7 votes

Concluding the argument between The Unit Rule and Rule 38

Here is the list of states that bind every single delegate:
1. South Carolina - 25 delegates
2. Nevada - 28 delegates
3. Florida - 50 delegates
4. Arizona - 29 delegates
5. Michigan - 30 delegates
6. Georgia - 76 delegates
7. Idaho - 32 delegates
8. Vermont - 17 delegates
9. Kansas - 40 delegates
10. Maryland - 37 delegates
11. Wisconsin - 42 delegates
12. Delaware - 17 delegates
13. New Jersey - 50 delegates
14. Utah - 40 delegates

Versus the argument between the Unit Rule and RNC Rule 38

The Unit Rule (Rule 15)
A rule under which a delegation to a national political convention casts its entire vote as a unit as determined by a majority vote.

Rule 38
No delegate or alternate delegate shall be bound by any attempt of any state or Congressional district to impose the unit rule.
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My conclusion: Rule 38 applies to the 14 states above as they are in conflict with Rule 15 (Unit Rule)

Prove me wrong if you can



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who knows.

All this talk about abstaining and rule 38 and stuff is making me a little crazy. Hopefully, everyone is on the same page come july at least.

I take back what i said,

super delegates are those 3 party leader delegates. So, we have essentially 513 more unbound delegates because of rule 38!

Love thy enemy.

No need to prove you wrong

No need to prove you wrong because you are correct.

If any state binds its district as a unit under rule 38 can be utilized.

Example : Romney win all 3 delegates in district 3 to which they are bound to vote for Romney for 1 round of voting rule 38 can be utilized.

Example 2 : Romney wins 2 delegates in in district 3 Ron Paul wins one delegate, to which 2 must vote and be bound for romney for one vote and one for ron paul is bound for 1 vote, rule 38 does not apply.

Hope this helps.

No delegate is bound

by state party rules at a national convention.

correct

The national Gop rules are pretty clear, while states can bind delegates, those delegates are not required to follow that binding anywhere in the national rule book. Winner take all delegates are EXPRESSLY unbound.

well. does that mean we have a chance or not?

I thought if delegates were bound by their state, while it is true the GOP does not bind at the national level, if the state binds, then the delegate must vote as the state bound them to do.....is that true or not?

SequoiaTrees4RonPaul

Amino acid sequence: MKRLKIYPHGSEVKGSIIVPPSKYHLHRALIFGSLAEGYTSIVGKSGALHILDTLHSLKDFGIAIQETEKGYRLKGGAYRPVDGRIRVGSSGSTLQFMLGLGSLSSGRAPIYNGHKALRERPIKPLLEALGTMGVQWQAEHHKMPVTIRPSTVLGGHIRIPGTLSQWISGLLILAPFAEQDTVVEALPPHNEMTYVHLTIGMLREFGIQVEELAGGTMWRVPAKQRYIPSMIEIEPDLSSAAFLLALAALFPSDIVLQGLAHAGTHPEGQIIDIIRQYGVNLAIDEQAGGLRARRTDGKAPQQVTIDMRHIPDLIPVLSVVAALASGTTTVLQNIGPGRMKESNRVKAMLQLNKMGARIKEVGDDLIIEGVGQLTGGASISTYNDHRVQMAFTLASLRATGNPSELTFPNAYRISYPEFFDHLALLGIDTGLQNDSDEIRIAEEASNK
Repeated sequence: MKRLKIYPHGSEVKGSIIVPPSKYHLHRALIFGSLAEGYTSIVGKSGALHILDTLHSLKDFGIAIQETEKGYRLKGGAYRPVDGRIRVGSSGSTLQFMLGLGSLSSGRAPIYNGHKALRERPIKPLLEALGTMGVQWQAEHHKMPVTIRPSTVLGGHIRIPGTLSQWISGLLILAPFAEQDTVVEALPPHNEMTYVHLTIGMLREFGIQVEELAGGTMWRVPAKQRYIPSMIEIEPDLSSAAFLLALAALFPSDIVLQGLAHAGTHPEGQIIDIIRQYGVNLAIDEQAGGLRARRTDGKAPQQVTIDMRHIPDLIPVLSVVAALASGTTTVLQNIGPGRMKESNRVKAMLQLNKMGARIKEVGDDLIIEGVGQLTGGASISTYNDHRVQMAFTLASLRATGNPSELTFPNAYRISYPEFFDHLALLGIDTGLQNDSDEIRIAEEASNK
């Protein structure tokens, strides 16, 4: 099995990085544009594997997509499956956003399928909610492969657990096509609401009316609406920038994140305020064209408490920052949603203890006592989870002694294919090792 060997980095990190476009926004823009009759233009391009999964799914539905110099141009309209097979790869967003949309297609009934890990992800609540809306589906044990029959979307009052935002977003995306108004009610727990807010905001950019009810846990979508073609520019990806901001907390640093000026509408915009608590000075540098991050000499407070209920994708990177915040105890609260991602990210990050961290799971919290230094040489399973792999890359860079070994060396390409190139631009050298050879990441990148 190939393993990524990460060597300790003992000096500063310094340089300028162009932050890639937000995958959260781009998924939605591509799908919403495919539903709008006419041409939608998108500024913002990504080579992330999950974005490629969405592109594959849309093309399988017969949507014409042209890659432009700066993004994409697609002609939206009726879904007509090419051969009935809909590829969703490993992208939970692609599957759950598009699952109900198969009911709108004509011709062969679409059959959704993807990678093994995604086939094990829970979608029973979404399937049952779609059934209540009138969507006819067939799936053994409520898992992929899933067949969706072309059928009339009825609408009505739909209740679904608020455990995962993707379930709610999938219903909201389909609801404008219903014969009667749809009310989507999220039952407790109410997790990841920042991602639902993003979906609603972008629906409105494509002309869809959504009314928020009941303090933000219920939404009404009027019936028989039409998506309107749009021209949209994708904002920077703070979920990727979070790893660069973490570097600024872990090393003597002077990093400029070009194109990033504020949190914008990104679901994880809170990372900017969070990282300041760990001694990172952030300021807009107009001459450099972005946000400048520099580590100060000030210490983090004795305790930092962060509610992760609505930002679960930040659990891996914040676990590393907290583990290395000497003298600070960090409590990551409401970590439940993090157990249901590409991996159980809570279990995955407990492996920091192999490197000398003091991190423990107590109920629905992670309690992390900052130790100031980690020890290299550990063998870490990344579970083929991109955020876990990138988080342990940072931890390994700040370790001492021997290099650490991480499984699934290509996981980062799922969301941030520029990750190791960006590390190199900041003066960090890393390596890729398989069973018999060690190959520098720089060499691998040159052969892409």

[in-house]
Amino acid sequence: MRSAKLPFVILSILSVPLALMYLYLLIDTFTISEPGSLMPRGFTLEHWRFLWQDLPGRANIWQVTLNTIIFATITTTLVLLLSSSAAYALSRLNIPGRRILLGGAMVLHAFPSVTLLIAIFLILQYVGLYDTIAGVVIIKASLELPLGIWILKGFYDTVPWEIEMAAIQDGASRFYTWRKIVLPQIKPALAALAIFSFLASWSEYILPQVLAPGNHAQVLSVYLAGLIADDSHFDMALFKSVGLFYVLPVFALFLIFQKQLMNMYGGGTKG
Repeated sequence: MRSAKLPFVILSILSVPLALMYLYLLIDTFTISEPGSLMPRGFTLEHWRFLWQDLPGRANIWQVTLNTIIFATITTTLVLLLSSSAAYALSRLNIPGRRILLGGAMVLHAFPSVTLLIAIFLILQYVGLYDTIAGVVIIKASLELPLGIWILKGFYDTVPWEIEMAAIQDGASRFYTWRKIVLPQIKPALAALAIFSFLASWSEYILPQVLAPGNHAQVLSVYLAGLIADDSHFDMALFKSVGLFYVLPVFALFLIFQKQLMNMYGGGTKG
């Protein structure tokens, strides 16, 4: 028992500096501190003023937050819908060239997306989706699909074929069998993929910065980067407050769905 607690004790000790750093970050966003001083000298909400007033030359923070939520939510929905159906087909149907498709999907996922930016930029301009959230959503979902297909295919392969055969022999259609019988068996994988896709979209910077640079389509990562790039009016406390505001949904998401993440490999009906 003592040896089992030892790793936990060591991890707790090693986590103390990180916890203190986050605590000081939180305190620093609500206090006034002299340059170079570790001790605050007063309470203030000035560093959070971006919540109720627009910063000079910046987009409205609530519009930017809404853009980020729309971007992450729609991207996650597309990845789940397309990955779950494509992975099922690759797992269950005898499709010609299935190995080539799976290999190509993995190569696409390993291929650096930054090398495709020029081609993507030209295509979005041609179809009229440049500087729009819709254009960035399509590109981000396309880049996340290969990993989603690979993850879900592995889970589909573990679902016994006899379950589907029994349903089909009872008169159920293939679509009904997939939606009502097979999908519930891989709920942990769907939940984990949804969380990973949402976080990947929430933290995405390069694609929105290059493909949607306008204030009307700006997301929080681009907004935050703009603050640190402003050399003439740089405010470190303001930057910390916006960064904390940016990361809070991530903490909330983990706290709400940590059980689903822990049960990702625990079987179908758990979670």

They...

are unbound technically. As a delegate at the national convention, the delegate votes their binding should they choose, or not.

read the gop rules

put this on another thread: " National gop rules allow states to bind, however nothing in the rules states delegates must uphold that binding at the national convention. Reason being the binding is done based on primaries and such which may, or importantly may not, reflect the gop party. For instance, in many states democrats and independants are allowed to vote in the republican primaries. While the primary tests the waters for a general election, the outcome may not align in the best interests of the gop. So delegates technically are unbound on the national level, or no rule states the bind must be followed at the national convention.

All primaries and caucuses are simply straw votes. The real nomination process is done through grassroot elections of precinct, county, and finally state elections of delegates who determine who gets the nomination."

Honestly, read the national gop rules, it is all right there. Getting involved is all you have to do. Ron will win, or not, based on how involved his supporters are this year, inside (aka delegate count) the Republican Party.

The states get around this by leaving just a few delegates that

are not bound..like 3

SequoiaTrees4RonPaul

http://en.wikipedia.org/wiki/

http://en.wikipedia.org/wiki/Republican_Party_presidential_p...

Georgia, New Jersey, Wisconsin, Utah, Kansas, Maryland, Idaho, Nevada, Delaware, and Vermont all bind their 3 party leaders to the primary result.

Florida, Michigan, Arizona, and South Carolina have all been penalized for breaking RNC schedule guidelines, cutting their delegation number in half and removing the voting privileges of party leaders.

New Hampshire could be considered as a 15th state if Jon Huntsman does not withdraw, which I believe he hasn't done so yet.

Does this count?

Unbound superdelegates?

Love thy enemy.